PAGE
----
Genesis Barrientos ’15 received an Outstanding Student Award from the National BACCHUS Network for her work in peer health education, having served as a peer health educator on campus for three years—and this year, as the program’s coordinator. The Beverly resident was also named a "Pillar of the Community" for her commitment to leadership at UMass Dartmouth.
With a major in sociology and a minor in women’s and gender studies, Genesis is planning a career in non-profit administration or in the field of women’s and gender studies. She has interned at MASSPIRG in Boston and as an educator for the YWCA.
Sociology major with a minor in women’s & gender studies
I saw majoring in sociology as an opportunity to enhance my desire for community activism and to learn more about groups of people. A sociology background enhances my knowledge about fields that I’m already interested in with academic evidence, discussion, and theory.
I’ve been interested in women’s issues and advocacy since high school, and the women’s and gender studies minor allowed me to develop a more theoretical approach to what I was already interested in. I’ve taken all of the classes in the field that I could, because the topics were always interesting.
Experience as a peer health educator on campus
I’ve been a peer health educator for the past three years, and this year I was given the chance to become the coordinator for the program. It has helped me grow as a leader within the program but also within the campus community.
As peer health educators, we’re given the tools and resources to help our peers. Students are more likely to talk to other students about problems they might have. Knowing what to do or who to direct someone to is a huge help to campus life. The peer-to-peer aspect of the program is one of the qualities I love the most.
I’ve been able to attend conferences that have expanded my knowledge on peer health education topics, which has also enhanced my academic studies.
I appreciate the knowledge and support that Beth-Anne Vieira, our director, has given us.
BACCHUS Conference Outstanding Peer Health Educator
I received the award for Outstanding Peer Health Educator at the BACCHUS Area 10 Conference, which we attended earlier this semester. The award is given to “peer educators who have demonstrated commitment to their peer education programs, excelled in leadership roles, maintained academic success and who have made a significant contribution to their peer education program.”
The UMassD Peer Health Educators thought that I fit the criteria—that I was willing to help new members understand the program and feel more comfortable with speaking out about health-related issues.
Benefits & challenges of being a peer health educator
One of the biggest benefits of being a peer health educator is the family you gain. These are people who are invested in the same passions as you and help you through your college experience. As a first-year student, I didn’t join many organizations on campus and struggled academically, but after joining Peer Health, it was as if I had found my place on campus. It has led to many opportunities that I might have missed out on, if I’d never applied to the position.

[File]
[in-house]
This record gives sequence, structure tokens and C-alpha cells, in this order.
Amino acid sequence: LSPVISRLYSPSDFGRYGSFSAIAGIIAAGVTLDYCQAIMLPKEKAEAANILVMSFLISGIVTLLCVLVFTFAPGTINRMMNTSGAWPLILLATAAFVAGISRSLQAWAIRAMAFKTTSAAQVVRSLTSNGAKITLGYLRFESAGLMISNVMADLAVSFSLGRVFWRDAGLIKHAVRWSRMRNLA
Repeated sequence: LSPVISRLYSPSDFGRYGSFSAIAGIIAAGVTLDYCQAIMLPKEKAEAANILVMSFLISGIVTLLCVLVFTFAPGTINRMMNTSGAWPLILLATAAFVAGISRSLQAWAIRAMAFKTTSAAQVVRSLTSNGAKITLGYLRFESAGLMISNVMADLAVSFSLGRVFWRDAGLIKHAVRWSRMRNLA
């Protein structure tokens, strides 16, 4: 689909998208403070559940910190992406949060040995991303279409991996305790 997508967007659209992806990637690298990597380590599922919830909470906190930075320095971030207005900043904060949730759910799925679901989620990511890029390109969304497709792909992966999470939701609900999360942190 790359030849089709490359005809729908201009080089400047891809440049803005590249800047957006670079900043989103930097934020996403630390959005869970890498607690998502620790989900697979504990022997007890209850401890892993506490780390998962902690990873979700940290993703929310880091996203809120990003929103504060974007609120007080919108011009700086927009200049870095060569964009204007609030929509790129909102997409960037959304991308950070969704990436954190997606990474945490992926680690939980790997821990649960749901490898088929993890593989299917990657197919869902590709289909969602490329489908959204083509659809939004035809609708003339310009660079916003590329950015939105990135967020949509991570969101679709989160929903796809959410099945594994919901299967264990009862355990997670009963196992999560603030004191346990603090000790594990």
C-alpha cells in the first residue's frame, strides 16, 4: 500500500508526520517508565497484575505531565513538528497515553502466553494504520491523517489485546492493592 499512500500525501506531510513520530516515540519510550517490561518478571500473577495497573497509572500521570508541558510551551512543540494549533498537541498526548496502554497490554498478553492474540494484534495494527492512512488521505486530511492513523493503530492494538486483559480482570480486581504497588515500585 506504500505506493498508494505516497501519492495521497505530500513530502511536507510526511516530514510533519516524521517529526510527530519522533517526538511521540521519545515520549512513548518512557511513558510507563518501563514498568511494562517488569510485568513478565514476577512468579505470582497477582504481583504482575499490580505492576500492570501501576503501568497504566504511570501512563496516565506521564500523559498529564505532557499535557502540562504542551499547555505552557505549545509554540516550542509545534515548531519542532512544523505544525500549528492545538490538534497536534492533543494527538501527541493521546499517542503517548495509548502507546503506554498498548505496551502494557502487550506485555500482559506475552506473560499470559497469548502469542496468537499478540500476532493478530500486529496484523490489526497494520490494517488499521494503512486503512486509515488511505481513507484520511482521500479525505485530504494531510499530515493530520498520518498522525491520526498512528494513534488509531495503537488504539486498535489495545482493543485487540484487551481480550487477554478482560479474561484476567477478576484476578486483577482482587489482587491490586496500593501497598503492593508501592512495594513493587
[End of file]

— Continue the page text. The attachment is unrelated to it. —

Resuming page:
Another benefit is the knowledge I’ve gained about health topics: sexual health, alcohol consumption, mental health, and more. As a peer health educator, you can take your own passion about health topics and turn it into a campus-wide campaign because you have the resources and the people to help you make it happen.
There have been challenges, too—such as trying to engage students who aren’t necessarily interested in what we have to say. We’re constantly working on our marketing strategies and how we present topics. As long as the program keeps evolving with the campus community, the Peer Health Educators will remain an important part of the campus community.
Internships with MASSPIRG & YWCA
My first internship was at MASSPIRG’s Boston office. I created a list and contacted people to volunteer at concerts throughout the country, to assist in registering people to vote.
Since junior year, I’ve also been a YWCA Girls Exclusive Instructor. The YWCA focuses on eliminating race and empowering women through various programs available to women in the community.
My role at the YWCA has been to facilitate after-school programs for school-aged girls. I can take a concept from a sociology or women’s and gender studies class and create a kid-friendly lesson plan to help the girls understand social issues and develop confidence and self-esteem.
After graduation: work with a non-profit, then on to grad school
I plan to find a position at a non-profit organization, preferably one focused on helping women, children, or under-privileged youth. It’s important to help others realize their potential, to show that there is someone who cares about them and their success.
I’m going to take a year’s break from school before going to graduate school for either public administration with a concentration on non-profits or a women’s and gender studies program.